# Work is force into distance or displacement

1. Oct 29, 2013

### emmfranklin

Respected all,

If i push an object on the floor and drag it say 2 m in a straight line with force y. then the work done is force times displacement.
that is 2y.

first doubt

which formula is correct one
work = force multiplied by displacement
or
work = force multiplied by distance.

since most websites say ... work = force multiplied by displacement

hence

in my given example both the displacement and distance is the same. so ill get the same answer.

but

now if i push my box in a circle track and bring it back to the starting point . the distance travelled might be say 20 meters
but the displacement will be 0 meters.

so what will be my work done.

according to the above formulas

it can be either
20 y joules

or

0 joules

which is correct .

is it work done or not

2. Oct 29, 2013

### arildno

For a force of constant magnitude, working constantly in the strict direction of the velocity of the object (however that changes), the work done by that force is magnitude of force times distance travelled.

I'm not sure where you've read anything else (I'm not doubting you!), but I will at least inform you that English Wikipedia, in the section Mathematical Calculation, has the correct relationship.

Last edited: Oct 29, 2013
3. Oct 29, 2013

### sophiecentaur

This should be clear cut - but I don't think it is. If you are considering what we call the Useful Work Done On an object then the Force times Displacement formula will tell you. This is fine when you are dealing with a conservative field - like when you are taking an ideal mass up to the top of an ideal hill or moving a charge from one object to another, through space.
But, where there is not a conservative field, the work done should be calculated by integrating along the path of the motion. The work done on a real car, getting it to the top of a real hill, will very much depend upon the route taken.
I would advise not getting too tied up with which of the two methods is 'correct' and consider the context of the actual problem before choosing which to apply. Most real world problems are concerned more with Work Done By but Work Done On will give a good idea of the energy you might get back from the object you just lifted up.

4. Oct 29, 2013

### arildno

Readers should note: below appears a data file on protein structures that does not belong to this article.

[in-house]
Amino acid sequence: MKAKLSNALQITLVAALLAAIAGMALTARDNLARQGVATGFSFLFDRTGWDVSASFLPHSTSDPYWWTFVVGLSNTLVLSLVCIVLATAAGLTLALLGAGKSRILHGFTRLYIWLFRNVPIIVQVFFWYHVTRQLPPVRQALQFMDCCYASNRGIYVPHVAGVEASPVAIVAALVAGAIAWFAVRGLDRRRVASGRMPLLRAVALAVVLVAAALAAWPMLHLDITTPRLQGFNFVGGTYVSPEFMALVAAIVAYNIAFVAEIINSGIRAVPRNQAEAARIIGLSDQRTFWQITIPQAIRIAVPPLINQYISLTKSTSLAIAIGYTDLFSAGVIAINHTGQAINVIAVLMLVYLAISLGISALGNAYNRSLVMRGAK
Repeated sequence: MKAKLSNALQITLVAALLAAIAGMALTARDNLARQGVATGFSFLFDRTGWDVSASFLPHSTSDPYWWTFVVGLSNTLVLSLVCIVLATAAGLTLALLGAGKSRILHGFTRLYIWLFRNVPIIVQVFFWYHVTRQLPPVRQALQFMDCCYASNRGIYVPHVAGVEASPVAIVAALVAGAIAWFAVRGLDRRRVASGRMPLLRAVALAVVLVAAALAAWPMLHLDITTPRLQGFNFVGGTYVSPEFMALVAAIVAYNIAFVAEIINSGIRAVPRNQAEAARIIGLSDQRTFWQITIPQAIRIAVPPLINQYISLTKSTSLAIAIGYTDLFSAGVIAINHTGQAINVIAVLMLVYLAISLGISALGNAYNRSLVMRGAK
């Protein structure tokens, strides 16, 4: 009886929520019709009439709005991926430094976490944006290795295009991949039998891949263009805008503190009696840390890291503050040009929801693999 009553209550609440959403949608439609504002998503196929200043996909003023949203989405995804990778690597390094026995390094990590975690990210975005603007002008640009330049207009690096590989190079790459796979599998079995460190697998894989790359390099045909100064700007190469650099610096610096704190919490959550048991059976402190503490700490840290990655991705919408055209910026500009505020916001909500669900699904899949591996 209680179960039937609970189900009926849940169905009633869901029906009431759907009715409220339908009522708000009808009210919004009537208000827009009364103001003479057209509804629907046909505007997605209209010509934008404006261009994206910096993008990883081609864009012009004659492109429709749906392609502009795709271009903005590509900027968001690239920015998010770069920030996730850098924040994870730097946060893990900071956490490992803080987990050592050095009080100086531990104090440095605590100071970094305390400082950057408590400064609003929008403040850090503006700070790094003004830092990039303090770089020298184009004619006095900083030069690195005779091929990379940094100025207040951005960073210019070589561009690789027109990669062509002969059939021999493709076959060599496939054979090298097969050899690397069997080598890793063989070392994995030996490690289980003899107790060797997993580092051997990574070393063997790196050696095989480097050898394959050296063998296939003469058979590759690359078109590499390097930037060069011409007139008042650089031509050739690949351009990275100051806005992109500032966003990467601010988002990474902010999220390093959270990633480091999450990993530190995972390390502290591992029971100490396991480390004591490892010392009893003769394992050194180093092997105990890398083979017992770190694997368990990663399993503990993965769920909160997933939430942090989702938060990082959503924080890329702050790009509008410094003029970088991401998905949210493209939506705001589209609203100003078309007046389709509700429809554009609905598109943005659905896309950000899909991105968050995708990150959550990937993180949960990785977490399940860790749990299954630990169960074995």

sophiecentaur is giving the proper formulation for the GENERAL case.
What I wrote is valid for the SPECIAL case that I outlined:
The work done by a force that a) Has CONSTANT magnitude and b) Remains strictly tangential to the particle's path, that work equals (magnitude of) force times distance.

In integral form:
$$W=\int_{t_{0}}^{t_{1}}\vec{F}\cdot\vec{v}dt=\int_{t_{0}}^{t_{1}} F\frac{\vec{v}}{||\vec{v}||}\cdot\vec{v}dt=\int_{t_{0}}^{t_{1}}F||\vec{v}||dt=F\int_{t_{0}}^{t_{1}}||\vec{v}||dt$$

The integral of the SPEED over the time interval equals the distance travelled.
(If the force is always antiparallell to the velocity (say, as in kinetic friction), but constant in magnitude, add a minus sign in the expression.)

Last edited: Oct 29, 2013
5. Oct 29, 2013

### sophiecentaur

I think the OP was asking why there seem to be two answers to the same simple question. I was (we are) just pointing out that the answer depends upon what you actually want to know in each case and that you should not slavishly follow one or the other approach.
Many students write in, asking for a general rule about lots of things. It is very risky to try to apply the same rule in every case. Half the time, you could be wrong! That doesn't mean basic Physics is a matter of choice - it means that you often need to dig deeper than the surface to find how to apply it.

6. Oct 29, 2013

### arildno

Sure!
That's why I felt it important in the second post to bring about explictly that MY case is a special case of what YOU wrote, by deriving my result from the general definition of work.

7. Oct 29, 2013